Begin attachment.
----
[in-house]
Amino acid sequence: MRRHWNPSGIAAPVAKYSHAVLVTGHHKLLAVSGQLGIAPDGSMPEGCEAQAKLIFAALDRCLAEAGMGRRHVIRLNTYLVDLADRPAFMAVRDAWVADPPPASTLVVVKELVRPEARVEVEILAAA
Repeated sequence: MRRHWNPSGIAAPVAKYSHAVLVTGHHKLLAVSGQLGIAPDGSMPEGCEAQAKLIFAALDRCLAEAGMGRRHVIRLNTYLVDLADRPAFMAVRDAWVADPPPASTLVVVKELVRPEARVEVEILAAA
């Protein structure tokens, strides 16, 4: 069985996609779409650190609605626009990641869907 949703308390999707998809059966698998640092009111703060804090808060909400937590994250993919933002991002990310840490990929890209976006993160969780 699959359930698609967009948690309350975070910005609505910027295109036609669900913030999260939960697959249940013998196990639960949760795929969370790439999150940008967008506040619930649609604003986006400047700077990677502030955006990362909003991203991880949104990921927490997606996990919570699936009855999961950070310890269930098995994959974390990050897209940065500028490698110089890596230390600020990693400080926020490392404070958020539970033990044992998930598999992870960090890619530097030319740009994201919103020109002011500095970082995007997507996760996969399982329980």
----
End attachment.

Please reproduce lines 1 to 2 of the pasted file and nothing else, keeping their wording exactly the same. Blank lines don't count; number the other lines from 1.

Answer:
[in-house]
Amino acid sequence: MRRHWNPSGIAAPVAKYSHAVLVTGHHKLLAVSGQLGIAPDGSMPEGCEAQAKLIFAALDRCLAEAGMGRRHVIRLNTYLVDLADRPAFMAVRDAWVADPPPASTLVVVKELVRPEARVEVEILAAA